The current moment draws attention to a tension that underlies America’s strategy for the war, as officials channel massive military support to Ukraine, fueling a war with global consequences, while attempting to remain agnostic about when and how Kyiv might strike a deal to end it.
President Biden has vowed to support Ukraine in asserting its independence and sovereignty, promising in an opinion piece this spring to do so without pressuring Kyiv to make territorial concessions. He did not however explicitly back the goal of recovering all territory occupied by Russia, including areas taken or contested since 2014.
The first senior State Department official said another key part of the Biden administration’s plan for propelling the conflict toward a settlement was its efforts to weaken Russia’s economic and technological edge through sanctions and other means.
“But telling a sovereign country what success looks like for them, or what a negotiated solution looks like, that just isn’t where we want to be,” the official said.
So far, U.S. officials appear to have kept to that pledge, taking a hands-off approach that marks a sharp contrast to U.S. actions in places where officials have at times adopted a much more expansive approach in dealing with foreign leaders supported by U.S. aid.
“For both political and strategic reasons, they’ve been uninterested in drawing lines on the map and I think they’re absolutely justified in that reluctance,” Daniel Fried, a veteran diplomat who served as U.S. ambassador to Poland, said this week.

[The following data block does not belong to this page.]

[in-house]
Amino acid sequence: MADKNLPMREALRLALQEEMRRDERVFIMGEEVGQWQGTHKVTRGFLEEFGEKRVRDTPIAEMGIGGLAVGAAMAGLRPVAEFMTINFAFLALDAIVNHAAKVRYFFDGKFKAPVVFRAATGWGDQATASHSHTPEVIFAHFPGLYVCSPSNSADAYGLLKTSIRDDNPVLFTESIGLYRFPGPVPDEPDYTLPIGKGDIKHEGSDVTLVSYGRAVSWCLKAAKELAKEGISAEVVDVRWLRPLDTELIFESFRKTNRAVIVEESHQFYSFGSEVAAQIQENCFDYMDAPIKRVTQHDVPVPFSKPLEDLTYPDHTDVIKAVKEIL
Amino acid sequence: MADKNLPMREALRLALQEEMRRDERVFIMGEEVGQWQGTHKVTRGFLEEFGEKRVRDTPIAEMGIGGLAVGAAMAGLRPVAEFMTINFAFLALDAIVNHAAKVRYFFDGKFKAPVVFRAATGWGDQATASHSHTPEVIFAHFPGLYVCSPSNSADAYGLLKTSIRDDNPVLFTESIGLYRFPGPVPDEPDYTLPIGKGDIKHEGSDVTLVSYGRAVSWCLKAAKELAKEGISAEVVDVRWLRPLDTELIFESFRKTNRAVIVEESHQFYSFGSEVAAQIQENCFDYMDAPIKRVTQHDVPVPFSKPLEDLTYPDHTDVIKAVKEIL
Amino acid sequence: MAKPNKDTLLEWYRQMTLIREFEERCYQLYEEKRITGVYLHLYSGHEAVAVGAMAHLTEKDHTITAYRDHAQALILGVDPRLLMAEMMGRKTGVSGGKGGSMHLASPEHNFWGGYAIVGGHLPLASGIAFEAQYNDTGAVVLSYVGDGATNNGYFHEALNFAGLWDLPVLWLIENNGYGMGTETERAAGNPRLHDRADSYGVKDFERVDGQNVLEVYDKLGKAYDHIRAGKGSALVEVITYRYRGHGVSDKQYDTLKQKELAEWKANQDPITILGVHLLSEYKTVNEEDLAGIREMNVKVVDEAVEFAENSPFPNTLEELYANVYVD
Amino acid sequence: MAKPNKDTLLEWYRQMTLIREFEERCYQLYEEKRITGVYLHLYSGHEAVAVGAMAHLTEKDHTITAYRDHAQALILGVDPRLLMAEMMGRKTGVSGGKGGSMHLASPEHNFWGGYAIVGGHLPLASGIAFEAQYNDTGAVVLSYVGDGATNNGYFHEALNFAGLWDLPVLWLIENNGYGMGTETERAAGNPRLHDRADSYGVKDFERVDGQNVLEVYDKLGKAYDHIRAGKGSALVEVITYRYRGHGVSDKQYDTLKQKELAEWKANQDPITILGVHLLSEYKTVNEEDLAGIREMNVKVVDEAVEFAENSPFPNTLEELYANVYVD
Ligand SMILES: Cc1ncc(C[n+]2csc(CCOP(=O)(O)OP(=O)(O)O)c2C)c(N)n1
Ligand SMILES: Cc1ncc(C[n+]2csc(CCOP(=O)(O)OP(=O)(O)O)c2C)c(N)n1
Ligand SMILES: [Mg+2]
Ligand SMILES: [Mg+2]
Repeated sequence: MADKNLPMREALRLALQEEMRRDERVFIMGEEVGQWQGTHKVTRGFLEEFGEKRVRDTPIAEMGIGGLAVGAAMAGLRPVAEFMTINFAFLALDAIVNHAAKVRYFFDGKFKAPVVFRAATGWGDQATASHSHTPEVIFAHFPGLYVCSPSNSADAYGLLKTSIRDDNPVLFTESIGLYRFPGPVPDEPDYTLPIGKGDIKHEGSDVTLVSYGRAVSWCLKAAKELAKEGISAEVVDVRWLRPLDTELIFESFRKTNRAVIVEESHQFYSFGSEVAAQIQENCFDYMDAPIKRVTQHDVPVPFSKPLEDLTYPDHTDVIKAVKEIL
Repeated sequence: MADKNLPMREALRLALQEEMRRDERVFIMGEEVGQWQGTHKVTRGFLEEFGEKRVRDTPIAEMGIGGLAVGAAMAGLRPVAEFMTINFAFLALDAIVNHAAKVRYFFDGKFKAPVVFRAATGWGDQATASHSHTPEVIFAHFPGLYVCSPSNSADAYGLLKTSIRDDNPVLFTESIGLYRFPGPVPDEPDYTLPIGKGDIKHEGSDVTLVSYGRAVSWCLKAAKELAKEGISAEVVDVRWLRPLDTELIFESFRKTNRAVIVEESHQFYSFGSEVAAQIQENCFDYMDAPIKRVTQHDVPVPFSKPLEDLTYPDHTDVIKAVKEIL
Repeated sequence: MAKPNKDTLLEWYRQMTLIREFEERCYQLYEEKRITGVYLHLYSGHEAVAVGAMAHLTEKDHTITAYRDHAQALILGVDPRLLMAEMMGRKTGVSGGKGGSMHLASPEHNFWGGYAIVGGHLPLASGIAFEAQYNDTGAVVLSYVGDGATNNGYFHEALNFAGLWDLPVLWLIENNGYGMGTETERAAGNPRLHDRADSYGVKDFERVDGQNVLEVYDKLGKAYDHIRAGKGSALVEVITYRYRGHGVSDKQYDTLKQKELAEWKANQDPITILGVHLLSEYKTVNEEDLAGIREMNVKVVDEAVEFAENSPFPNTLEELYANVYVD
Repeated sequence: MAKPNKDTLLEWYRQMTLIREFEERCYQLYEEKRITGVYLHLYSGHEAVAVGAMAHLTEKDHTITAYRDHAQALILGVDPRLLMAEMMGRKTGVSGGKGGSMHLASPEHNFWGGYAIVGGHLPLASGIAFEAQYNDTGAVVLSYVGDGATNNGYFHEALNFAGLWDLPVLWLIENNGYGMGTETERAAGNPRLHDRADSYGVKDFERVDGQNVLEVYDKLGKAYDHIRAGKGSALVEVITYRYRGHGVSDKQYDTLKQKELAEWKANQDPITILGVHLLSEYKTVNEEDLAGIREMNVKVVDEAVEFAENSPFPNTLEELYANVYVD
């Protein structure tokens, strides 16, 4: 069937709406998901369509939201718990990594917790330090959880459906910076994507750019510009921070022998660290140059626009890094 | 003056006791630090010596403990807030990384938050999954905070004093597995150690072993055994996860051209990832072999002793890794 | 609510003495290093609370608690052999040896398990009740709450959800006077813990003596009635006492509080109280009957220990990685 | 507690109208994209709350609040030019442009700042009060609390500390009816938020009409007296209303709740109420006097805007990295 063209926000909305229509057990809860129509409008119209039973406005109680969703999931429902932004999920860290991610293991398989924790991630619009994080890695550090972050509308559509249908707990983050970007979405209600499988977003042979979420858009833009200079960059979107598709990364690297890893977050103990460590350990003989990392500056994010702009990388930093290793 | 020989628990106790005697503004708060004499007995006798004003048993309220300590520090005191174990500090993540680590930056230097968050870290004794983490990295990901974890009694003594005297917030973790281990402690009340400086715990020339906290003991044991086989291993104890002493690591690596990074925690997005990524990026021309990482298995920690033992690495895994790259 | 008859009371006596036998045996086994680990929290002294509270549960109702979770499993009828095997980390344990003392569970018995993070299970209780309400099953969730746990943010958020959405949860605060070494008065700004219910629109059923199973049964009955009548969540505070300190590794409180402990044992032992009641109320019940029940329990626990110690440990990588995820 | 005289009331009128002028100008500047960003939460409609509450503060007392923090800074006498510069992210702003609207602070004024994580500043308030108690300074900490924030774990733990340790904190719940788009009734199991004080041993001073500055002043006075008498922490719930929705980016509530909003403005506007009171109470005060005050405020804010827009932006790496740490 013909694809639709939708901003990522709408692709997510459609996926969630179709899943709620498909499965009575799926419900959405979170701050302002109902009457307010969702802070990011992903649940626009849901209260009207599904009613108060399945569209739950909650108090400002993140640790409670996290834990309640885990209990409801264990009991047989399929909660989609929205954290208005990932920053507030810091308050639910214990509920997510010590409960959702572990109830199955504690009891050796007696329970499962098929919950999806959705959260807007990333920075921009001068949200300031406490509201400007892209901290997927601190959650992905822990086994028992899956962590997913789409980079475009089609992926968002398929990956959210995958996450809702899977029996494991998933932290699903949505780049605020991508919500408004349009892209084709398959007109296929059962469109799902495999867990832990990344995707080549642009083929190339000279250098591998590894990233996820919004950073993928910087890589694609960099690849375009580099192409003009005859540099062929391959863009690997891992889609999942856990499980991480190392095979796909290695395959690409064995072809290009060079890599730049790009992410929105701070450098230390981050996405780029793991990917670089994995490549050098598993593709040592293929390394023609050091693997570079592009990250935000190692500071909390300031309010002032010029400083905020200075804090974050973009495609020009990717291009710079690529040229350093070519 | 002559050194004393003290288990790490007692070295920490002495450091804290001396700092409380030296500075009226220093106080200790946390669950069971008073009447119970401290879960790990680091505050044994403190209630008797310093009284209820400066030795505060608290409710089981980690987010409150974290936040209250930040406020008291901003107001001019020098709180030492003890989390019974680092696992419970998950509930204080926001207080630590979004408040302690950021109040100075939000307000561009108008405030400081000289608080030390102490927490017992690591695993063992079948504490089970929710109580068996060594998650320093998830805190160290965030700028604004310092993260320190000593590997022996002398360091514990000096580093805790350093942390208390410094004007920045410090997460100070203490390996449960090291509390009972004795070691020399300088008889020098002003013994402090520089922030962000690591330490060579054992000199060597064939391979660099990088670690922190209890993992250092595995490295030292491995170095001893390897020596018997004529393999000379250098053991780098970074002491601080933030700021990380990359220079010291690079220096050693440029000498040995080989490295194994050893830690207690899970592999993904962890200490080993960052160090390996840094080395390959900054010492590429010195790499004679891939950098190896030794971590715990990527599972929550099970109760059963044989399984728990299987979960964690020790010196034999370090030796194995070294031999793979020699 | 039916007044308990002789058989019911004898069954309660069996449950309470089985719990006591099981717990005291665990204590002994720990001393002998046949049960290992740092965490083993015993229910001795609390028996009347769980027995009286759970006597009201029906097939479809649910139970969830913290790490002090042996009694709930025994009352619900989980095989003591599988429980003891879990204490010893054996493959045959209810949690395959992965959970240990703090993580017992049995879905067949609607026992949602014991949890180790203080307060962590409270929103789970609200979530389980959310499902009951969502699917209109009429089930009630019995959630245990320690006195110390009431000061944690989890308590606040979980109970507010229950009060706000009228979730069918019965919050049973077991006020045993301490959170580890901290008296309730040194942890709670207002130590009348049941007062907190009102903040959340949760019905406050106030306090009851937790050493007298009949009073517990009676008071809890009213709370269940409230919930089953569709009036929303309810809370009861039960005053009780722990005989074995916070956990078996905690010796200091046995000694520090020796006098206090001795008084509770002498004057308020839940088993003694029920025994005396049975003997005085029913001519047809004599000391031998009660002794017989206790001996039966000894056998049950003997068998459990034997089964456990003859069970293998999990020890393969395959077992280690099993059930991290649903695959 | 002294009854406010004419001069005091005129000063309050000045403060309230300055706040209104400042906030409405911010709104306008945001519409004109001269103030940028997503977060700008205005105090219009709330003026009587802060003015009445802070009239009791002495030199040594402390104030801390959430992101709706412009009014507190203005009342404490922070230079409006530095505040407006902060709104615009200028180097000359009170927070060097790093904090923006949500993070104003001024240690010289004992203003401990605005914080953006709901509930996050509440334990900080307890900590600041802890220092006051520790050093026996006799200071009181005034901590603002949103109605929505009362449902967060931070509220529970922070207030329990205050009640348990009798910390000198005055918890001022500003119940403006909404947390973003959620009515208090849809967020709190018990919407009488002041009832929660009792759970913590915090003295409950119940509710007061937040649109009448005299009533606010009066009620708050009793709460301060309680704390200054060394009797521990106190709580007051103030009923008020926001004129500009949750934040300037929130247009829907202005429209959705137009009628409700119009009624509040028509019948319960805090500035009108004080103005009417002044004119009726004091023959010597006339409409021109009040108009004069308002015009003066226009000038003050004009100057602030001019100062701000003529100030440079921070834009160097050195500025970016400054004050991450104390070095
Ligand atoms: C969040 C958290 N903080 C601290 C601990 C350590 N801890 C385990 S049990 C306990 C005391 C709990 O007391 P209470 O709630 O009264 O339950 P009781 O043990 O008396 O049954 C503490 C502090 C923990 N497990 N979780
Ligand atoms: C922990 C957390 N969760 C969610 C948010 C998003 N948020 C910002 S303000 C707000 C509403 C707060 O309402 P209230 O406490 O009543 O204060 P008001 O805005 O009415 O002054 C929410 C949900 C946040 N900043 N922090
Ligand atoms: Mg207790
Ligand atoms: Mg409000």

Biden will attempt to stiffen international support for Ukraine’s self-defense at the United Nations next week, seizing the annual General Assembly meetings as a chance to smooth over friction caused by global inflation and food insecurity linked to the war. The resolve of European nations in particular, which have been among Ukraine’s biggest backers, will be tested this winter by high energy prices.
But experts including Alexander Vershbow, who served as U.S. ambassador to Russia and deputy secretary general of NATO, say that tension may eventually come to a head, for example if Ukraine faces a choice between settling for territory it controlled before Feb. 24 and embracing a longer conflict with the goal of recapturing all areas under Russian control since 2014.
“The Ukrainians are right now adamant that they would say we won’t concede one inch, but at some point difficult choices will be needed,” Vershbow said Thursday. Right now, however, “the administration doesn’t want to take a position.”
Fried said the Biden administration was right to approach the months ahead with caution, but said Ukraine was different than other recent U.S. conflicts.
“We’ve been so traumatized by our failures in Afghanistan and, partially, in Iraq. This is a situation where an actual success is possible — not inevitable — and it’s not a long shot,” Fried said. “Leaning into that prospect is in our national interest.”
Dan Lamothe and Alex Horton contributed to this report.